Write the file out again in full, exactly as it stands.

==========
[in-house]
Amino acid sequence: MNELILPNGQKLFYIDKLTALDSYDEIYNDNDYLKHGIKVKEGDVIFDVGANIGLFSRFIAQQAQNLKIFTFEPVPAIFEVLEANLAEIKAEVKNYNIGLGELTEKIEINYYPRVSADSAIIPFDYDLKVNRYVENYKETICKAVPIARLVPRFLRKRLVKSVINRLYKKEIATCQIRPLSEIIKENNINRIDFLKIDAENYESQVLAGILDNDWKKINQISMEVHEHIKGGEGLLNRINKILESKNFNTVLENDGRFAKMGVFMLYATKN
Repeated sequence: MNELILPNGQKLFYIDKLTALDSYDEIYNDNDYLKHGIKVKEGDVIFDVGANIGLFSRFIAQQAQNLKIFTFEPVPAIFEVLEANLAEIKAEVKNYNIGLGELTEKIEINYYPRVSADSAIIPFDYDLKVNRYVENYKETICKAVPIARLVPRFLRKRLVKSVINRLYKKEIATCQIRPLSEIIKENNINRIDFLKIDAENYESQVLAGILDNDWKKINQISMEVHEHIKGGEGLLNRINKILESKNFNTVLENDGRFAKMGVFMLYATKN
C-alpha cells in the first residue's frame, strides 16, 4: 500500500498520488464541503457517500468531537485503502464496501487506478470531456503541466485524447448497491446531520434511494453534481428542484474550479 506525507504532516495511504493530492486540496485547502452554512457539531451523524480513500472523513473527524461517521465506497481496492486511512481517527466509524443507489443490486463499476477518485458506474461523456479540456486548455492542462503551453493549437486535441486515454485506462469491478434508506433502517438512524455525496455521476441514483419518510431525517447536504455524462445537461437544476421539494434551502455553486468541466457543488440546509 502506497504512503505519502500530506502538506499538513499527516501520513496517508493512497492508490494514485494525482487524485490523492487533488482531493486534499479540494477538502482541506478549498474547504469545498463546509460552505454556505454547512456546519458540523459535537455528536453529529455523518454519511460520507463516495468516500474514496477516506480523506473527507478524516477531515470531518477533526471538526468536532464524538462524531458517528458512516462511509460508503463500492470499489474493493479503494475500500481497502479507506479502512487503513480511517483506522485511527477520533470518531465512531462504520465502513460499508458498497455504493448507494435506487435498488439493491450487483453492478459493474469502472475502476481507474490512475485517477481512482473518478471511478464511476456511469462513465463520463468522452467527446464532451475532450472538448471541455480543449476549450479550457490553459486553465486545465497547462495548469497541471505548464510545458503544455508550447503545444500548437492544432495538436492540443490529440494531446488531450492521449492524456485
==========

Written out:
[in-house]
Amino acid sequence: MNELILPNGQKLFYIDKLTALDSYDEIYNDNDYLKHGIKVKEGDVIFDVGANIGLFSRFIAQQAQNLKIFTFEPVPAIFEVLEANLAEIKAEVKNYNIGLGELTEKIEINYYPRVSADSAIIPFDYDLKVNRYVENYKETICKAVPIARLVPRFLRKRLVKSVINRLYKKEIATCQIRPLSEIIKENNINRIDFLKIDAENYESQVLAGILDNDWKKINQISMEVHEHIKGGEGLLNRINKILESKNFNTVLENDGRFAKMGVFMLYATKN
Repeated sequence: MNELILPNGQKLFYIDKLTALDSYDEIYNDNDYLKHGIKVKEGDVIFDVGANIGLFSRFIAQQAQNLKIFTFEPVPAIFEVLEANLAEIKAEVKNYNIGLGELTEKIEINYYPRVSADSAIIPFDYDLKVNRYVENYKETICKAVPIARLVPRFLRKRLVKSVINRLYKKEIATCQIRPLSEIIKENNINRIDFLKIDAENYESQVLAGILDNDWKKINQISMEVHEHIKGGEGLLNRINKILESKNFNTVLENDGRFAKMGVFMLYATKN
C-alpha cells in the first residue's frame, strides 16, 4: 500500500498520488464541503457517500468531537485503502464496501487506478470531456503541466485524447448497491446531520434511494453534481428542484474550479 506525507504532516495511504493530492486540496485547502452554512457539531451523524480513500472523513473527524461517521465506497481496492486511512481517527466509524443507489443490486463499476477518485458506474461523456479540456486548455492542462503551453493549437486535441486515454485506462469491478434508506433502517438512524455525496455521476441514483419518510431525517447536504455524462445537461437544476421539494434551502455553486468541466457543488440546509 502506497504512503505519502500530506502538506499538513499527516501520513496517508493512497492508490494514485494525482487524485490523492487533488482531493486534499479540494477538502482541506478549498474547504469545498463546509460552505454556505454547512456546519458540523459535537455528536453529529455523518454519511460520507463516495468516500474514496477516506480523506473527507478524516477531515470531518477533526471538526468536532464524538462524531458517528458512516462511509460508503463500492470499489474493493479503494475500500481497502479507506479502512487503513480511517483506522485511527477520533470518531465512531462504520465502513460499508458498497455504493448507494435506487435498488439493491450487483453492478459493474469502472475502476481507474490512475485517477481512482473518478471511478464511476456511469462513465463520463468522452467527446464532451475532450472538448471541455480543449476549450479550457490553459486553465486545465497547462495548469497541471505548464510545458503544455508550447503545444500548437492544432495538436492540443490529440494531446488531450492521449492524456485